Justin Fereshetian on Thursday with one of the 18 disc golf baskets that will be installed at Quarry Road Trails in Waterville.. Michael G. Seamans/Morning Sentinel

WATERVILLE — Quarry Road Trails is perhaps best known as a popular winter destination that attracts crowds for Nordic skiing, snowshoeing and more.

But this summer the forested recreational area on the outskirts of the city will add a popular feature best enjoyed in warm weather: disc golf.

As the outdoor game grows in popularity, officials who manage Quarry Road Trails say the addition of a disc golf course makes sense.

“We are most well-known for winter activities like Nordic skiing,” said Justin Fereshetian, Quarry Road’s program director and head skiing coach. “We wanted to increase our summer offerings.”

A disc golf course made the most sense to Fereshetian, because the trails are already “quite wide” and the meadows on the property made for a good location for a course. Adding a course will hopefully benefit both the venue and the community, Fereshetian said.


While Fereshetian has been doing a lot of the work and research, he has relied on the Professional Disc Golf Association’s website for resources on building a course that follows the game’s official rules. He also has been working with experienced players to make the best experience possible at the course.

Justin Fereshetian stands Thursday in the middle of the second fairway of the 18-hole disc golf course that will be installed at Quarry Road Trails in Waterville. Michael G. Seamans/Morning Sentinel

Quarry Road Trails intends on charging $6 for a single round or $10 per day. They will also offer a season pass for $199 that is to be completed in a one-time purchase. In time they will offer disc rentals and purchases, but such services likely will not be available when the course first opens.

Steve LeBlanc, owner of Quaker Hill Disc Golf in Fairfield, said business has been “steadily increasing each year since we opened in 2003.”

Quaker Hill opens 8 a.m. to sunset year round. Located at 146 Middle Road, they charge $6 per day and $1 for a disc rental fee, if needed.

“Disc golf is a great, family-friendly sport. Good exercise,” said LeBlanc. “It’s definitely growing.”

LeBlanc also reiterated Fereshetian’s sentiment about the Professional Disc Golf Association and said they have a ton of information about the sport, its rules and its growth.


A weekly league and three or four big tournaments a year are held on the course. The last one was on Father’s Day and had 92 people participate. They anticipate their next big tournament will have 105 participants.

The course in Waterville will be up and running during summer, but will be taken down around November when Maine starts to accumulate snow. Taking down the course allows for Quarry Road Trails employees to keep up the high standards of maintenance they give the trails during the winter, especially for Nordic skiing.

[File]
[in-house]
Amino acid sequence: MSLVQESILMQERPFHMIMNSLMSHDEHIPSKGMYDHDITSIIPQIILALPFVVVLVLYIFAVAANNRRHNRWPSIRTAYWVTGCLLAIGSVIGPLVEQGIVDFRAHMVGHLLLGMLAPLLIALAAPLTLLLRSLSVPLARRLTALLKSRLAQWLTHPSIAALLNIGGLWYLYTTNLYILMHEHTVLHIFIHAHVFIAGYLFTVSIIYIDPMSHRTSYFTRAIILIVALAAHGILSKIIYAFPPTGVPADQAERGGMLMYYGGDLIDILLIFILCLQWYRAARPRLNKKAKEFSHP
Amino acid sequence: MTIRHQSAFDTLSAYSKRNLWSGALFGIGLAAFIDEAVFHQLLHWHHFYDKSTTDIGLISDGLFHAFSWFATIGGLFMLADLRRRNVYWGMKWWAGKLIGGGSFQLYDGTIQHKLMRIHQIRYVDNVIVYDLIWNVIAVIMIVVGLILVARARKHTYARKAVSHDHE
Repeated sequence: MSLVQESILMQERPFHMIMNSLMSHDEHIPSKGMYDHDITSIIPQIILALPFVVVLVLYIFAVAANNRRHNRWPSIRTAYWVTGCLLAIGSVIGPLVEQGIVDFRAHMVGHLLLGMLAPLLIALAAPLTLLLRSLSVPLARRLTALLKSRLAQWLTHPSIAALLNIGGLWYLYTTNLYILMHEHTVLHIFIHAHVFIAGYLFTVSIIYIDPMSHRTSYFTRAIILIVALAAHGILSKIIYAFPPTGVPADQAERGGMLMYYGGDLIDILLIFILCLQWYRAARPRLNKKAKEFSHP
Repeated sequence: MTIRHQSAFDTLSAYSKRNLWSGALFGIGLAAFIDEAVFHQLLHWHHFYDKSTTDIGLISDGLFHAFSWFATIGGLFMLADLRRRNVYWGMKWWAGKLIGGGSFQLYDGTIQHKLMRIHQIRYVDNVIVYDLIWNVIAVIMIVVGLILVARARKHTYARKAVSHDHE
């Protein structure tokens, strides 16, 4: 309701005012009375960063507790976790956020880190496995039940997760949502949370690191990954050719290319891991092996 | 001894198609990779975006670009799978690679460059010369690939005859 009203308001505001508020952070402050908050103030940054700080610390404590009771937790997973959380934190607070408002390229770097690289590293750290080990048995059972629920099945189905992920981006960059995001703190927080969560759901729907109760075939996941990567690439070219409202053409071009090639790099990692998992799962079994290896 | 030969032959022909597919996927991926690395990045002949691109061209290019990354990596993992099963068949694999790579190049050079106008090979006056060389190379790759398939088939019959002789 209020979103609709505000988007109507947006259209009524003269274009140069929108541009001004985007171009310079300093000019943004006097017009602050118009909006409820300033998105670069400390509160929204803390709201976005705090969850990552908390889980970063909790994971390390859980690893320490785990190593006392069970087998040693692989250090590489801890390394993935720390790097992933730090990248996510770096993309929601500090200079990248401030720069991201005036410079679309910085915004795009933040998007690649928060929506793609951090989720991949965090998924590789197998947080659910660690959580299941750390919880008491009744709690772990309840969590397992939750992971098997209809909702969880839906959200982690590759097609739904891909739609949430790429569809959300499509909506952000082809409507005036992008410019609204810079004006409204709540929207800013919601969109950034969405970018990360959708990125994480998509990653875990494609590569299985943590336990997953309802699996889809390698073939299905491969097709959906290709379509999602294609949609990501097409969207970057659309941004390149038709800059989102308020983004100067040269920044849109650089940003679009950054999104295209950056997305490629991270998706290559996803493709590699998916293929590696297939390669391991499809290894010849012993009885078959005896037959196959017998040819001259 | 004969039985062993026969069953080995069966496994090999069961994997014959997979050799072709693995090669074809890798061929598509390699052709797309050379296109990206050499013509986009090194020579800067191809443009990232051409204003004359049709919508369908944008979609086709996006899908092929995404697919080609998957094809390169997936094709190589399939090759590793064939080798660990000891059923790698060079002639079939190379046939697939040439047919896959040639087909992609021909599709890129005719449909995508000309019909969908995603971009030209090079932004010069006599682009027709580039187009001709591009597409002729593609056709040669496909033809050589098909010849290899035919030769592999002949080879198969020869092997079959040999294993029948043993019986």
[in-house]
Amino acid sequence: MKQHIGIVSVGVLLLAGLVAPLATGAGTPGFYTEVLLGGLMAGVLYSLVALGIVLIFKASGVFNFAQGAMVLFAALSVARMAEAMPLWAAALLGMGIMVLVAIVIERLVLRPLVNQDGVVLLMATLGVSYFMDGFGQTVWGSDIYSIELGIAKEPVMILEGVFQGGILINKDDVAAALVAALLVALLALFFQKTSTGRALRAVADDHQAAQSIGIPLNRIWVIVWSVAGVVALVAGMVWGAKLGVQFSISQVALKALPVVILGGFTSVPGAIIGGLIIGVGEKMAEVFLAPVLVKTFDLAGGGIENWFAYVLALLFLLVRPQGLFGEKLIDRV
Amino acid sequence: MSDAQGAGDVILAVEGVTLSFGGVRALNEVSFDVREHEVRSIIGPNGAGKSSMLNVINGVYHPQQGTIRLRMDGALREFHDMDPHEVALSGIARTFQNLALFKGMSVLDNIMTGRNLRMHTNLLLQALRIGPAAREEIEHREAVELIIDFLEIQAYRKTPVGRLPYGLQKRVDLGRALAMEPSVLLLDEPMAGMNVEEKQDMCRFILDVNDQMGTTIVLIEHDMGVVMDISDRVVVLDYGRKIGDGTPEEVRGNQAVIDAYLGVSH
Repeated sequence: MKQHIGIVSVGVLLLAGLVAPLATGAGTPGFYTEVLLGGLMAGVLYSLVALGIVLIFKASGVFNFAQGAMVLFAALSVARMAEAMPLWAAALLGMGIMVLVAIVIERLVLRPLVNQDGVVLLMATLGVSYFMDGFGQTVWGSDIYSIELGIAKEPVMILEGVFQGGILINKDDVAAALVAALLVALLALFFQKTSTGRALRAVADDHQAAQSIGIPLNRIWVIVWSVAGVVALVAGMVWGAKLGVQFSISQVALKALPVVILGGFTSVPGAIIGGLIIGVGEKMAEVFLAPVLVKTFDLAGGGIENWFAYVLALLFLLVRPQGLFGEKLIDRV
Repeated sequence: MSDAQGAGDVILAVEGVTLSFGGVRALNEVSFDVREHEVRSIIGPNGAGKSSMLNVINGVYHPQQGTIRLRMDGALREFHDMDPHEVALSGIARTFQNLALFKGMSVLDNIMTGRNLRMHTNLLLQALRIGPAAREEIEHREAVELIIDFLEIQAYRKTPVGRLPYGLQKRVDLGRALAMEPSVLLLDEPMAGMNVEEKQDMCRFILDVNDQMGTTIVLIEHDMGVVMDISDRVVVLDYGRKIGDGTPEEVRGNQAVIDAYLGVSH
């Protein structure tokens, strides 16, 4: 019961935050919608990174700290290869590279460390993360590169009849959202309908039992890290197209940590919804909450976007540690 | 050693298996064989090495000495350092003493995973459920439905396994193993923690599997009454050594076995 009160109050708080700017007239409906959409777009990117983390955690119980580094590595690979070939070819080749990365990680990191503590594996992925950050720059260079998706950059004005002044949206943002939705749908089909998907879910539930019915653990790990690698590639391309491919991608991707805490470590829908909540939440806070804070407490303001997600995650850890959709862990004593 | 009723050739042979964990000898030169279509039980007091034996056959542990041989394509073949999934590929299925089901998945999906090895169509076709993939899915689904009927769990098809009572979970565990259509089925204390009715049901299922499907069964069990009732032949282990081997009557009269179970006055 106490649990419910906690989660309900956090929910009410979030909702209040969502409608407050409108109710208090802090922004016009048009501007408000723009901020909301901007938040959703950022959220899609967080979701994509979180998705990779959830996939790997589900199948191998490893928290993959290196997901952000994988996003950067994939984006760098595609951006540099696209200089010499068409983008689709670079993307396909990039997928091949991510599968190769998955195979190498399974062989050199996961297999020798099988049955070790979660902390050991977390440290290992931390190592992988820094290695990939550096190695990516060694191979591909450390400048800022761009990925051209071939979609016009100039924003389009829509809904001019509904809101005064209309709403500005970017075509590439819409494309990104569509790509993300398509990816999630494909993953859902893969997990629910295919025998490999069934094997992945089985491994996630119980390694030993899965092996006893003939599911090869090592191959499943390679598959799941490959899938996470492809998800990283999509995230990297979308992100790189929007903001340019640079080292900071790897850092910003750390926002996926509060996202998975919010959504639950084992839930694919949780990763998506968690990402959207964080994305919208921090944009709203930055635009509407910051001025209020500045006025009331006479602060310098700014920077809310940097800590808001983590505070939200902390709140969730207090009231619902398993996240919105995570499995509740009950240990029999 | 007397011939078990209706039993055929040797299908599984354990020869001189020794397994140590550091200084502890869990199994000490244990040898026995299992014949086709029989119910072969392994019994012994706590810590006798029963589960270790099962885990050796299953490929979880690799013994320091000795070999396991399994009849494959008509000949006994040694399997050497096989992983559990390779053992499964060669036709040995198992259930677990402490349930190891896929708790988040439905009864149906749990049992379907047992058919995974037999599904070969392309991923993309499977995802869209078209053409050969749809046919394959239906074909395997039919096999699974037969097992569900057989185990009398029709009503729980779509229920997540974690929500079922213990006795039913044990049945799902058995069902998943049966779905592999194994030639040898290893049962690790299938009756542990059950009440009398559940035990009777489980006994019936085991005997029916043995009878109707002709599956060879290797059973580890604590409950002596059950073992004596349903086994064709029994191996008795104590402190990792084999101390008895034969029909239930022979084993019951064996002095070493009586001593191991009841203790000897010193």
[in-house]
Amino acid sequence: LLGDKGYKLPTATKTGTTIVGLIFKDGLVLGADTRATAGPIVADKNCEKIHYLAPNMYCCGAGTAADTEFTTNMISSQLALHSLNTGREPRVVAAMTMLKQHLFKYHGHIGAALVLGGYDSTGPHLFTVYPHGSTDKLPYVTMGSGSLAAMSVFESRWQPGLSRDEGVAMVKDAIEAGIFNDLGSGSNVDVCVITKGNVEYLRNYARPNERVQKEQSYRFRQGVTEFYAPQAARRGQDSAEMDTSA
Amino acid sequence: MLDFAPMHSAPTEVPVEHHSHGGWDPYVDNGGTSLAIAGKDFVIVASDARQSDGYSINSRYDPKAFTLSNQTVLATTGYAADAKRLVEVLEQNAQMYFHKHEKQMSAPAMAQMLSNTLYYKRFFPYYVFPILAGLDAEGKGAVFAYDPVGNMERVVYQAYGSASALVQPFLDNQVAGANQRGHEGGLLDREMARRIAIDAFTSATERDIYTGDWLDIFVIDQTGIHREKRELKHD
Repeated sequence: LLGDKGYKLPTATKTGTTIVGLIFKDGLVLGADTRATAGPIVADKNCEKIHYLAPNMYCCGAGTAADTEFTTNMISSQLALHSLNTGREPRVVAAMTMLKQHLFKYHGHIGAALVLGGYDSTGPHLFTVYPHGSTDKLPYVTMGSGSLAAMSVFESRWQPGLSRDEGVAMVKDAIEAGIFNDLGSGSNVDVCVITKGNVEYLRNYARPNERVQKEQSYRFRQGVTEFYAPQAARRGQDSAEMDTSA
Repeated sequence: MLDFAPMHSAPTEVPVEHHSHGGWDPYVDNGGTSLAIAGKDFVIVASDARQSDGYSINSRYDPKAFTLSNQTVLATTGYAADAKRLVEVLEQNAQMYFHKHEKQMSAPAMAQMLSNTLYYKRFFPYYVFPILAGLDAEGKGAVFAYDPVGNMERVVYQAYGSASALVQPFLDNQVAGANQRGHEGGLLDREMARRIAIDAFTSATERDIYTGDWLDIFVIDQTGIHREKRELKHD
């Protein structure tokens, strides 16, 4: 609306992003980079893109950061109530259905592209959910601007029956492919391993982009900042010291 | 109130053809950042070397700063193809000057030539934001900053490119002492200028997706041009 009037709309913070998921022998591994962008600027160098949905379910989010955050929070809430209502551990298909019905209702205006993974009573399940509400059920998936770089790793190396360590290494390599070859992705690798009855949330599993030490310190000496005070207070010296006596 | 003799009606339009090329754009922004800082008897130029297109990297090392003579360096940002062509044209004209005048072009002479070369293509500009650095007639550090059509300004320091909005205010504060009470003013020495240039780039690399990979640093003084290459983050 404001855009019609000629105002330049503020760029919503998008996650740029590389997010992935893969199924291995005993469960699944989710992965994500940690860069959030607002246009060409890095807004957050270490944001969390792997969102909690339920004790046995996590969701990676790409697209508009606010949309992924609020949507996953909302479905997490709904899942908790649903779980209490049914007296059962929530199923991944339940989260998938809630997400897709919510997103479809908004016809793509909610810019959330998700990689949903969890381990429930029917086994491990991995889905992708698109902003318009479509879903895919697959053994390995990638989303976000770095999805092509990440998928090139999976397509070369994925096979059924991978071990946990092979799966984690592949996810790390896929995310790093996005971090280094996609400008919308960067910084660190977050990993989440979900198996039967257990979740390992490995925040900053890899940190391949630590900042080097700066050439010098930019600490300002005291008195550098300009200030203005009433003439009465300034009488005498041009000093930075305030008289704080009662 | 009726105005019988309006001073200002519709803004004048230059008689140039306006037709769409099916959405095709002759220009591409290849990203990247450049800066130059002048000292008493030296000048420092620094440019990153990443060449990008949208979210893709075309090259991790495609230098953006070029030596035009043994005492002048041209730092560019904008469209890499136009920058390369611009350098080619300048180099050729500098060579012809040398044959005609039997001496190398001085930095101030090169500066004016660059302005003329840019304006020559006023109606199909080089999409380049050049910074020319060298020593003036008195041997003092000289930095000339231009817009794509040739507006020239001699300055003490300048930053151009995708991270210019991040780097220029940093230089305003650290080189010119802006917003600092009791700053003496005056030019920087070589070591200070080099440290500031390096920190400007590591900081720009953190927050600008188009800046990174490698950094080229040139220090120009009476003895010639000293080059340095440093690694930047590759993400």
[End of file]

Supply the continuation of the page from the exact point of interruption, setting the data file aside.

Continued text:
Waterville Parks and Recreation Director Matt Skehan said he is “really excited” about the Quarry Road course and sees it as a natural progression of  expanding outdoor recreation options in the city.

Skehan added that a disc golf course has been in talks for six to eight years now, and when Fereshetian was hired he seemed excited about the potential. Quarry Roads Trails is also working on adding mountain biking and a dock for canoes and kayaks.

Additionally, they intend on having the welcome center staffed at least a few days a week, likely Friday through Sunday. On days where the welcome center is unstaffed, participants will be able to pay through a variety of options, such as through their phone or a cash box.

The course will eventually have 36 tees, but at the start there will be 20. They will have two layouts that will be distinguishable by color: red and blue. Red will be for beginners and blue for advanced. They plan on adding two more layouts, yellow for intermediate players and gold for professional levels.


“As revenue comes in, that will allow us to purchase remaining tee pads,” said Fereshetian, who also said the revenue generated by the course will be used to maintain and improve it.

As of now, an approximate $10,000 is going into the disc golf course. Each tee pad is $150 and each basket is $285. The $10,000 includes signs, equipment and other expenses.

Fereshetian himself is “an avid disc golfer,” which plays into his excitement for the course to be functional. While there is no set date for the course to open yet, if things go well, it could open as soon as July.

“With our location in the state and off the highway,” Fereshetian said, “I think this could be really big for Waterville.”

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